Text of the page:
Shells v. Colvin, No. 1:2016cv00062 - Document 16 (N.D. Miss. 2017)

Court Description: MEMORANDUM OPINION. Signed by Magistrate Judge Roy Percy on 1/13/17. (cs)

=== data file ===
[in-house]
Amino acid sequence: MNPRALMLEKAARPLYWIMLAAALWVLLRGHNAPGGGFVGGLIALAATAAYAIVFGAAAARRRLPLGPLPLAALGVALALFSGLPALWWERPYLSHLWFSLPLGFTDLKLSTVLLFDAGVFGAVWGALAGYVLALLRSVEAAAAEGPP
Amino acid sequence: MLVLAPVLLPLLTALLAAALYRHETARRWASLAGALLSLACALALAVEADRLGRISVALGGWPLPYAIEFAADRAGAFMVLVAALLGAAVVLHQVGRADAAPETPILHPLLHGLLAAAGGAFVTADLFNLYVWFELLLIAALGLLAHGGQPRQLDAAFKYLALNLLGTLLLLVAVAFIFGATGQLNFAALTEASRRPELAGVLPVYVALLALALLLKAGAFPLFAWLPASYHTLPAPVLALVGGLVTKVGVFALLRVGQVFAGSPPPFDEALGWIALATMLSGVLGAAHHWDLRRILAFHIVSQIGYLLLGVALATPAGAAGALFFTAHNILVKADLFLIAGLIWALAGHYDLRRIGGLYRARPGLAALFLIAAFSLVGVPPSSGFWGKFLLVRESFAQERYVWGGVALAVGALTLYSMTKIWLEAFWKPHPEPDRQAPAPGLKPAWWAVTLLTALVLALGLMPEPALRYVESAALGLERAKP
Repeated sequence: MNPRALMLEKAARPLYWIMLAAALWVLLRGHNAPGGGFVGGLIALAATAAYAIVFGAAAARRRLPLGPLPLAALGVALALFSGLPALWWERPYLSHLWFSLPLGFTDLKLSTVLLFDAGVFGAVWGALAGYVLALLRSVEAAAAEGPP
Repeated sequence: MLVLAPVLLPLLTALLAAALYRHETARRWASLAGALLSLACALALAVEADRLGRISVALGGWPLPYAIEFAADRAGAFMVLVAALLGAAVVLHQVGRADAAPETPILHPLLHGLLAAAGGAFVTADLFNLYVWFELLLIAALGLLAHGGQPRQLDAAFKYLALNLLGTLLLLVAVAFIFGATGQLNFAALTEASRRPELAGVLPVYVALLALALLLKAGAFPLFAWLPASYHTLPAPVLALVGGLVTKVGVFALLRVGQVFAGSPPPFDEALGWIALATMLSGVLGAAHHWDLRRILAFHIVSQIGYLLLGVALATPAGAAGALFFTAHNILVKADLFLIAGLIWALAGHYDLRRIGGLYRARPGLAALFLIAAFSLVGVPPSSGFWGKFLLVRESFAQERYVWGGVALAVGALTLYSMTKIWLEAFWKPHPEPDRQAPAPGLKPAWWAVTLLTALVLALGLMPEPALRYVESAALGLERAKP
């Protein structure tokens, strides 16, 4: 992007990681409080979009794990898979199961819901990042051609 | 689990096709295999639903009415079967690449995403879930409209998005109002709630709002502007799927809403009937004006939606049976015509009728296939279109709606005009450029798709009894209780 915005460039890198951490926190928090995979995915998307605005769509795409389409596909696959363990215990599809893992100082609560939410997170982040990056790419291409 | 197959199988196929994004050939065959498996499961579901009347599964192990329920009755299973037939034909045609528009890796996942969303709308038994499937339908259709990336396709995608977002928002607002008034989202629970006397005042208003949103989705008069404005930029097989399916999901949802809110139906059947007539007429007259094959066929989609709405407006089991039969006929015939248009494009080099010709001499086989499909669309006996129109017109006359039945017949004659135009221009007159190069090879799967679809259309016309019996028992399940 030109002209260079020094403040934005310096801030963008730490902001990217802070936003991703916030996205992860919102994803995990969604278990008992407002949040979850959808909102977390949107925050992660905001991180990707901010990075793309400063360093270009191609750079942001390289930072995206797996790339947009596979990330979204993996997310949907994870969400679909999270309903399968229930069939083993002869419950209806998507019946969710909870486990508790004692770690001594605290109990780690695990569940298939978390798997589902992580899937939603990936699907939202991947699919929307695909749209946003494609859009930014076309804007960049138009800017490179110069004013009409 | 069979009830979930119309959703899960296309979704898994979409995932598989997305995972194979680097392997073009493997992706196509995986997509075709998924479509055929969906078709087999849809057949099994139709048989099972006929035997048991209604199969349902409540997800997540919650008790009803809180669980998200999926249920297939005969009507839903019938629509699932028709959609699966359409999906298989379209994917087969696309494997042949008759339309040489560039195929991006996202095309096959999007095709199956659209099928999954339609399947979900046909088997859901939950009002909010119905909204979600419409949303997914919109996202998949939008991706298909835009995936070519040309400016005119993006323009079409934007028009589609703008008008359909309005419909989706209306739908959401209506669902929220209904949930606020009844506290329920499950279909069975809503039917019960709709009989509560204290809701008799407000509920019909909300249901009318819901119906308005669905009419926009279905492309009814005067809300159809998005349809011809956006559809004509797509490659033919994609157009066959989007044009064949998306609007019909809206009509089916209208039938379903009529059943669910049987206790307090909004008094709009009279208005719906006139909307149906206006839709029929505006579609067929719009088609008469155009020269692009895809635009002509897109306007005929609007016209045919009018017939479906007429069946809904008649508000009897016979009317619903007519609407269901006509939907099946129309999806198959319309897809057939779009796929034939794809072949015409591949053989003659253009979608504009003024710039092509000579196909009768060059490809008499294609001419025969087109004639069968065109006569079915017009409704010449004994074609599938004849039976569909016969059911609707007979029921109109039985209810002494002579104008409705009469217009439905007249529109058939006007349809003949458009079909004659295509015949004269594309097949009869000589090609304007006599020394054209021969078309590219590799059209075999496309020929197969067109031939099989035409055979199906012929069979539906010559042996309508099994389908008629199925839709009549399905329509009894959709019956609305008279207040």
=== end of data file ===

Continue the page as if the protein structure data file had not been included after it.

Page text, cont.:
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Shells v. Colvin Doc. 16 IN THE UNITED STATES DISTRICT COURT FOR THE NORTHERN DISTRICT OF MISSISSIPPI OXFORD DIVISION ALICE MERL SHELLS PLAINTIFF V. CIVIL ACTION NO.: 1:16-CV-62-RP COMMISSIONER OF SOCIAL SECURITY DEFENDANT MEMORANDUM OPINION Plaintiff Alice Merl Shells has applied for judicial review under 42 U.S.C. § 405(g) of the Commissioner of Social Security’s decision denying her application for supplemental security income (SSI) under Title XVI of the Social Security Act. Docket 1. Plaintiff filed an application for benefits on July 25, 2012, alleging disability beginning on August 1, 2000.1 Docket 7 at 13237. The agency administratively denied Plaintiff’s claim initially on October 2, 2012, and on reconsideration on January 16, 2013. Id. at 65-80, 84-87. Plaintiff then requested an administrative hearing, which Administrative Law Judge (ALJ) Susan Poulos held on August 15, 2014. Id. at 91-92, 103-08. The ALJ issued an unfavorable decision on September 26, 2014. Id. at 8-23. The Appeals Council denied her request for review on February 16, 2016. Id. at 1-4. Plaintiff timely filed this appeal from the February 16, 2016, decision, the undersigned held a hearing on December 14, 2016, and it is now ripe for review. 1 On August 15, 2014, Plaintiff moved to amend the alleged onset date to July 24, 2012, and the ALJ granted the motion. Docket 7, p. 11, 32. Dockets.Justia.com Because both parties have consented to a magistrate judge conducting all the proceedings in this case as provided in 28 U.S.C. § 636(c), the undersigned has the authority to issue this opinion and the accompanying final judgment. Docket 10. I. FACTS Plaintiff was born September 27, 1973, and was 40 years old at the time of the ALJ hearing. Docket 7 at 34. Plaintiff has a ninth grade education and no past relevant work history. Id. at 35, 38-39. Plaintiff contends she became disabled because of pain causing her to suffer from “severe impairments affecting her spine” and also as a result of carpal tunnel syndrome affecting her left hand. Id. at 37. Regarding Plaintiff’s spinal impediments, Plaintiff specifically claims she suffers from a mild foramina encroachment in her lumbar spine and disk extrusion and fibrosis tear in her cervical spine. Id. At the ALJ hearing, Plaintiff testified that she experiences pain in her back, arm, leg, and hip with the most significant pain in her back. Id. at 42. She stated that she could walk “maybe half a football field” before experiencing pain in her left hip; she could stand and sit “maybe a couple of hours or so”; and she could lift between five and ten pounds. Id. at 45-46. Plaintiff claimed that she could count change or sort things with her left hand despite the effects of carpal tunnel syndrome and that the brace she has been instructed to wear “helps a lot” with the pain. Id. at 48-49. The ALJ established that Plaintiff had not engaged in substantial gainful activity since July 24, 2012, the amended alleged onset date. Id. at 13. Next, the ALJ found that Plaintiff experienced the severe impairments of carpal tunnel syndrome and degenerative disk disease but that Plaintiff’s impairments did not meet or medically equal a listed impairment in 20 C.F.R. Part 404, Subpart P, Appendix 1 (20 C.F.R. 416.920(d), 416.925, and 416.926). Id. at 13, 15. Considering Plaintiff’s severe impairments, ALJ found that Plaintiff’s demonstrated abilities were consistent with a Residual Functional Capacity (RFC) to perform light work. Id. at 16-17. The ALJ concluded that Plaintiff could “lift and carry twenty pounds occasionally and ten pounds frequently; […] stand and walk a total of six hours out of an eight-hour work day; […] sit six hours of an eight-hour workday; […] occasionally balance, stoop, crouch, kneel, and crawl; […] never climb ladders, ropes or scaffolds and […] occasionally climb ramps and stairs.” Id. at 16. Further, the ALJ determined that Plaintiff retained the ability to “perform work that allows her to avoid concentrated exposure to workplace hazards, such as unprotected heights, moving machinery, as well as temperature extremes, [… and] vibration.” Related to Plaintiff’s carpal tunnel syndrome, the ALJ concluded that Plaintiff could “occasionally reach, handle, and finger objects with the left, non-dominant, extremity.” Id. at 16. Treating physician Amy Tucker, M.D. considered Plaintiff unable to adequately perform daily activities or work due to her pain and determined that bed rest was medically necessary. Id. at 17-18. However, the ALJ found that “the medical records do not reflect substantial limitations from [Plaintiff’s] physical conditions to support her allegations of debilitating symptoms.” Id. at 17. Consequently, the ALJ afforded little weight to Dr. Tucker’s medical source statement, finding that Dr. Tucker’s opinions are “inconsistent with the preponderance of the objective medical evidence.” Id. at 17-18. Consultative examining physician J.C. Adams, M.D. assessed Plaintiff as having the RFC to perform light work with the following restrictions: no restrictions in her ability to sit, stand, and walk; occasional balancing, stooping, crouching, and kneeling but never crawling or climbing; frequent pushing and pulling and occasional handling, fingering and reaching in all directions. Id. at 19. Dr. Adams noted that the restrictions he provided are greater than what he would expect from Plaintiff’s conditions. Id. at 19. The ALJ afforded significant weight to Dr. Adams’s opinions, finding them consistent with the objective medical record. Id. Based on her review of the medical evidence and in conjunction with Plaintiff’s allegations, the ALJ concluded that Plaintiff’s “statements concerning the intensity, persistence and limiting effects of [her] symptoms are not credible to the extent they are inconsistent with the [ALJ’s] residual functional capacity assessment” because they are “inconsistent with the preponderance of the objective medical evidence.” Id. at 21. The ALJ found that Plaintiff’s residual functional capacity to perform the full range of light work is impeded by additional limitations. Id. at 22. Having questioned the vocational expert (VE) regarding whether jobs existed in the national economy for an individual of the Plaintiff’s age, education, work experience, and residual functional capacity, the ALJ noted the VE’s testimony that given those factors, the individual would be able to perform the requirements of occupations such as a cashier, wiper, and bagger. Id. The ALJ ultimately ruled that Plaintiff had not been under a disability, as defined in the Social Security Act, since July 24, 2012, the date her application was filed. Id. Plaintiff claims that the ALJ’s residual functional capacity conclusion is not supported by substantial evidence and that the ALJ erred as a matter of law in failing to reconcile the key differences between the VE’s opinion and information provided in the Dictionary of Occupational Titles (DOT). Docket 12 at 13. II. EVALUATION PROCESS In determining disability, the Commissioner, through the ALJ, works through a five-step sequential evaluation process.2 The burden rests upon plaintiff throughout the first four steps of this five-step process to prove disability, and if plaintiff is successful in sustaining her burden at 2 See 20 C.F.R. §§ 404.1520 (2012). each of the first four levels, then the burden shifts to the Commissioner at step five.3 First, plaintiff must prove she is not currently engaged in substantial gainful activity.4 Second, plaintiff must prove her impairment is “severe” in that it “significantly limits [her] physical or mental ability to do basic work activities . . . .”5 At step three the ALJ must conclude plaintiff is disabled if she proves that her impairments meet or are medically equivalent to one of the impairments listed at 20 C.F.R. Part 404, Subpart P, App. 1, §§ 1.00-114.09 (2010).6 If plaintiff does not meet this burden, at step four she must prove that she is incapable of meeting the physical and mental demands of her past relevant work.7 At step five, the burden shifts to the Commissioner to prove, considering plaintiff’s residual functional capacity, age, education and past work experience, that she is capable of performing other work.8 If the Commissioner proves other work exists which plaintiff can perform, plaintiff is given the chance to prove that she cannot, in fact, perform that work.9 III. STANDARD OF REVIEW Judicial review of the Commissioner’s final decision to deny benefits is limited to determining whether the decision is supported by substantial evidence and whether the Commissioner applied the correct legal standard. Crowley v. Apfel, 197 F.3d 194, 196 (5th Cir. 1999), citing Austin v. Shalala, 994 F.2d 1170 (5th Cir. 1993); Villa v. Sullivan, 895 F.2d 1019, 1021 (5th Cir. 1990). The court has the responsibility to scrutinize the entire record to determine whether the ALJ’s decision was supported by substantial evidence and whether the proper legal Crowley v. Apfel, 197 F.3d 194, 198 (5th Cir. 1999). 4 20 C.F.R. §§ 404.1520(b) (2012). 5 20 C.F.R. §§ 404.1520(c) (2012). 6 20 C.F.R. §§ 404.1520(d) (2012). If a claimant’s impairment meets certain criteria, that claimant’s impairments are “severe enough to prevent a person from doing any gainful activity.” 20 C.F.R. § 416.925 (2011). 7 20 C.F.R. §§ 404.1520(e) (2012). 8 20 C.F.R §§ 404.1520(g)(2010). 9 Muse, 925 F.2d at 789. 3 standards were applied in reviewing the claim. Ransom v. Heckler, 715 F.2d 989, 992 (5th Cir. 1983). A court has limited power of review and may not reweigh the evidence or substitute its judgment for that of the Commissioner,10 even if it finds that the evidence leans against the Commissioner’s decision.11 The Fifth Circuit has held that substantial evidence is “more than a scintilla, less than a preponderance, and is such relevant evidence as a reasonable mind might accept as adequate to support a conclusion.” Crowley v. Apfel, 197 F.3d 194, 197 (5th Cir. 1999) (citation omitted). Conflicts in the evidence are for the Commissioner to decide, and if there is substantial evidence to support the decision, it must be affirmed even if there is evidence on the other side. Selders v. Sullivan, 914 F.2d 614, 617 (5th Cir. 1990). The court’s inquiry is whether the record, as a whole, provides sufficient evidence that would allow a reasonable mind to accept the conclusions of the ALJ. Richardson v. Perales, 402 U.S. 389, 401 (1971). “If supported by substantial evidence, the decision of the [Commissioner] is conclusive and must be affirmed.” Paul v. Shalala, 29 F.3d 208, 210 (5th Cir. 1994), citing Richardson, 402 U.S. at 390. IV. DISCUSSION Plaintiff argues that the Commissioner’s decision should be reversed on two separate grounds. Docket 12 at 13. First, Plaintiff claims the ALJ’s residual functional capacity conclusion is not supported by substantial evidence because both Dr. Tucker’s and Dr. Adams’s opinions support a finding of disability. Id. at 15-17. Plaintiff argues that the ALJ “substituted her own judgment without the support of substantial evidence and concluded [Plaintiff] was capable of a broader range of work activity than opined by either Dr. Tucker or Dr. Adams.” Id. 10 Hollis v. Bowen, 837 F.2d 1378, 1383 (5th Cir. 1988). 11 Bowling v. Shalala, 36 F.3d 431, 434 (5th Cir. 1994); Harrell v. Bowen, 862 F.2d 471, 475 (5th Cir. 1988). The ALJ assigned limited weight to treating physician Dr. Tucker’s opinion finding it was “inconsistent with the preponderance of the objective medical evidence.” Docket 7 at 18. Plaintiff argues that before declining to give a treating physician’s opinion controlling weight, the ALJ must apply the following factors: the length of the treatment relationship and the frequency of examination, the nature and extent of the treatment relationship, supportability of the opinion, consistency of the opinion with the record as a whole, and the specialization of the treating source. Docket 12 at 13-14 (citing 20 C.F.R. 404.1527); see also, Newton v. Apfel, 209 F.3d 448, 453 (5th Cir. 2000). The Commissioner responds that the ALJ identified good cause for not affording controlling weight to Dr. Tucker’s opinion and properly relied on medical evidence, including Dr. Tucker’s treatment records, when assessing Plaintiff’s RFC. Docket 14 at 12. Good cause may exist to allow an ALJ to give lesser weight to evidence from a treating physician relative to other experts where the treating physician’s evidence is conclusory, is unsupported by medically acceptable clinical, laboratory, or diagnostic techniques, or is otherwise unsupported by the evidence. Newton v. Afpel, 209 F.3d 448, 456 (5th Cir. 2000). Dr. Tucker’s May 31, 2013, clinical assessment of pain placed limitations on Plaintiff’s ability to adequately perform daily activities or work and stated that physical activity—such as walking, standing, sitting, bending, stooping, and moving of extremities—would increase Plaintiff’s pain to such a degree that bed rest and/or medication would be necessary. Docket 7 at 291. The Court agrees with the Commissioner that the medical record before the ALJ does not support Dr. Tucker’s opinion that Plaintiff was incapacitated due to significant pain. Id. at 292. Dr. Tucker’s records consistently note Plaintiff’s back pain, but do not provide support for her claim that Plaintiff could only stand or walk for one hour during an eight-hour work day. Id. On multiple visits Dr. Tucker documents Plaintiff’s gait as “normal” and references Plaintiff’s full range of motion. Id. at 249, 319, 333, 358, 367, 405. Further, Plaintiff inconsistently reports the duration of her pain and inconsistently rates her level of pain. Id. at 262, 271, 277, 311, 331, 336, 343, 347. Although a treating physician’s opinion and diagnosis should be given considerable weight in determining disability, “the ALJ has sole responsibility for determining a claimant's disability status.” Moore v. Sullivan, 919 F.2d 901, 905 (5th Cir. 1990). “[T]he ALJ is free to reject the opinion of any physician when the evidence supports a contrary conclusion.” Bradley v. Bowen, 809 F.2d 1054, 1057 (5th Cir. 1987) (citation omitted). Further, when declining to give a treating physician’s opinion controlling weight, the ALJ is only required to perform a detailed analysis of the treating physician’s opinion if there is no reliable medical evidence from another examining physician that controverts the treating physician’s opinion. Newton, 209 F.3d at 4457-47; Rollins v. Astrue, 464 F. App’x 353, 358 (5th Cir. 2012). The ALJ afforded the consultative examiner Dr. Adams’s opinion significant weight finding it was consistent with the objective medical record. Docket 7 at 19. Dr. Adams found that Plaintiff experienced chronic neck and back pain and degenerative disc disease. Id. at 18, 368-69. His observations included Plaintiff’s display of a normal gait and ability to walk without difficulty, her normal range of motion in all joints with the exception of her left upper extremity, and full sensory ability in her upper and lower extremities. Id. at 18, 367-68. The ALJ noted Dr. Adams’s opinion that Plaintiff’s presentation was not completely valid and that she showed reduced effort during her physical examination. Id. at 18, 368, 372. Dr. Adams assessed Plaintiff as having the ability to perform a light range of work with no restriction on her ability to sit, stand, and walk, the occasional ability to balance, stoop, crouch, and kneel but never crawl or climb, the frequent ability to push and pull, and the occasional ability to handle, finger, and reach in all directions. Id. at 370-72. Plaintiff argues that the ALJ discounted Dr. Adams’s findings (despite affording his opinion significant weight) by failing to adopt a bilateral limitation on fingering, handling, and reaching in all directions based on Dr. Adams’s findings of reduced grip strength in the upper extremities. At the hearing, Plaintiff argued that Dr. Adams intended this limitation to be bilateral because he did not specify that it was specific only to the left upper extremity. Plaintiff further attempted to assert the existence of a bilateral restriction caused by cervical spine compression by arguing that such a condition could reasonably have a bilateral effect. The Commissioner responded that Dr. Adams’s report references his consultative examination for clarification on the stated restrictions which specifies no joint abnormalities and normal range of motion except for the left arm. The Commissioner pointed out that Dr. Adams similarly found reduced range of motion specific only to Plaintiff’s left wrist and moreover, noted “effort a concern.” The Commissioner argued, and the Court agrees, that Dr. Adams’s records are consistent with treating physician Dr. Tucker’s records which contain findings of a full range of motion and little mention of bilateral shoulder pain. The responsibility to determine the plaintiff’s residual functional capacity belongs to the ALJ, and in making her determination she must consider all the evidence in the record, evaluate the medical opinions in light of other information contained in the record, and determine the plaintiff’s ability despite her physical and mental limitations. Ripley v. Chater, 67 F.3d 552, 557 (5th Cir. 1995); Martinez v. Chater, 64 F.3d 172, 176 (5th Cir. 1995). However, the ALJ may not establish physical limitations or the lack thereof without medical proof to support such a conclusion. Patterson v. Astrue, 2008 WL 5104746, *4 (N.D. Miss. 2008), citing Nguyen v. Chater, 172 F.3d 31, 35 (1st Cir. 1999). “The ALJ’s findings of fact are conclusive when supported by substantial evidence, 42 U.S.C 405(g), unless they are reached by ignoring evidence, misapplying the law or judging matters entrusted to experts.” Nguyen v. Chater, 172 F.3d at 35. Considering all the evidence in the record, the ALJ did not err in failing to adopt a bilateral limitation in Plaintiff’s use of the upper extremities. The medical record as a whole, including records from both Dr. Tucker and Dr. Adams, provides substantial evidence supporting the ALJ’s conclusions regarding Plaintiff’s residual functional capacity. Further, the ALJ did not err in finding that neither Dr. Tucker’s nor Dr. Adams’s opinions support a finding of disability. Plaintiff’s second ground for reversal of the Commissioner’s decision is that the ALJ failed to reconcile differences between the VE’s opinion and information provided in the Dictionary of Occupational Titles (DOT) as Social Security Ruling 00-4p requires. Docket 12 at 13, 17-21. At step five of the evaluation process, the Commissioner bears the burden of establishing that there is gainful employment the claimant is capable of preforming considering her RFC, age, education, and past work experience. Carey v. Apfel, 230 F.3d 131, 135 (5th Cir. 2000). The ALJ held that Plaintiff was capable of gainful employment because, despite her existing impairments, she could perform certain light unskilled jobs identified by the VE including occupations such as cashier, wiper, and bagger. Docket 7 at 22. Plaintiff argues that these specific DOT job listings contemplate the bilateral use of upper extremities and thus are in conflict with the VE’s statements that Plaintiff could perform those jobs with the restricted use of her left, non-dominant arm. Docket 12 at 17. At the hearing, Plaintiff called into question the validity of the vocational testimony on which the ALJ relied based on the ALJ’s failure to obtain or provide any factual basis or explanation for the VE’s allegedly conflicting opinion. Plaintiff argued that the ALJ is required to resolve inconsistencies with the DOT in her decision and should have given an explanation as to how the stated jobs could be performed with the restricted use of the left upper extremity. The Commissioner responded that this is not a real conflict based on Carey v. Apfel, 230 F.3d 131 (5th Cir. 2000), because the DOT does not specify that bilateral use of upper extremities is required. Docket 14 at 14. Social Security Ruling 00-4p emphasizes that before relying on VE evidence in support of a disability determination, an ALJ must identify and obtain a reasonable explanation for any conflicts between a VE’s testimony and information in the DOT. SSR 00-4P (S.S.A. Dec. 4, 2000). Further, an ALJ is required to explain in the decision how any identified conflict was resolved. Id. However, the Court agrees with the Commissioner that there is not a conflict between the DOT and VE’s testimony; rather, the VE’s testimony regarding Plaintiff’s limitations is more specific but not in conflict with the DOT, and the ALJ properly relied on that testimony in determining that Plaintiff is not disabled. The Fifth Circuit’s decision in Carey v. Apfel is on all fours with the facts of the instant case. Carey, 230 F.3d 131 (5th Cir. 2000). In Carey, the claimant’s left arm was amputated below the elbow. Id. Carey objected to the ALJ’s reliance on the vocational expert’s testimony that he could perform certain identified jobs with the use of only one arm, claiming that such testimony conflicted with the DOT’s descriptions. Id. at 135. The Fifth Circuit instructed that “the DOT job descriptions should not be given a role that is exclusive of more specific vocational expert testimony with respect to the effect of an individual claimant’s limitations on his or her ability to perform a particular job.” Id. at 145. The court found no actual conflict between the VE’s testimony and the DOT because the DOT did not contain any requirement of “bilateral” use of the upper extremities, and the VE specifically testified that the subject jobs could be performed with the use of only one arm and hand. Id. at 146. Here, as in Carey, the vocational expert’s unchallenged testimony that the Plaintiff could perform the identified jobs with the added limitation of frequently reaching, handling, and fingering with her left upper and non-dominant extremity is tantamount to “more specific vocational expert testimony with respect to the effect of an individual claimant’s limitations.” Docket 7 at 58; Carey, 230 F.3d at 145. Further, the DOT’s descriptions for cashier, wiper, and bagger do not contain any requirement of “bilateral” use of the upper extremities, and thus, the VE’s more specific testimony is not in conflict with the DOT. In the context of the record as a whole, the VE’s testimony is adequate to support the ALJ’s determination that Plaintiff could perform available work and is not disabled. V. CONCLUSION The Court finds that the ALJ properly discounted Dr. Tucker’s opinion as it was not supported by record evidence. The record contained sufficient medical evidence from Dr. Adams, as well as from Dr. Tucker’s records, to enable the ALJ to properly formulate Plaintiff’s RFC. There was no actual conflict between the VE’s testimony and the DOT. The identified jobs did not contain any requirement of bilateral fingering ability or dexterity, and the VE testified that the identified jobs could be performed with limited use of Plaintiff’s non-dominant extremity. Because the ALJ’s decision was supported by substantial evidence, the Court affirms the decision of the Commissioner. A final judgment in accordance with this memorandum opinion will issue this day. SO ORDERED, this the 13th day of January, 2017. /s/ Roy Percy UNITED STATES MAGISTRATE JUDGE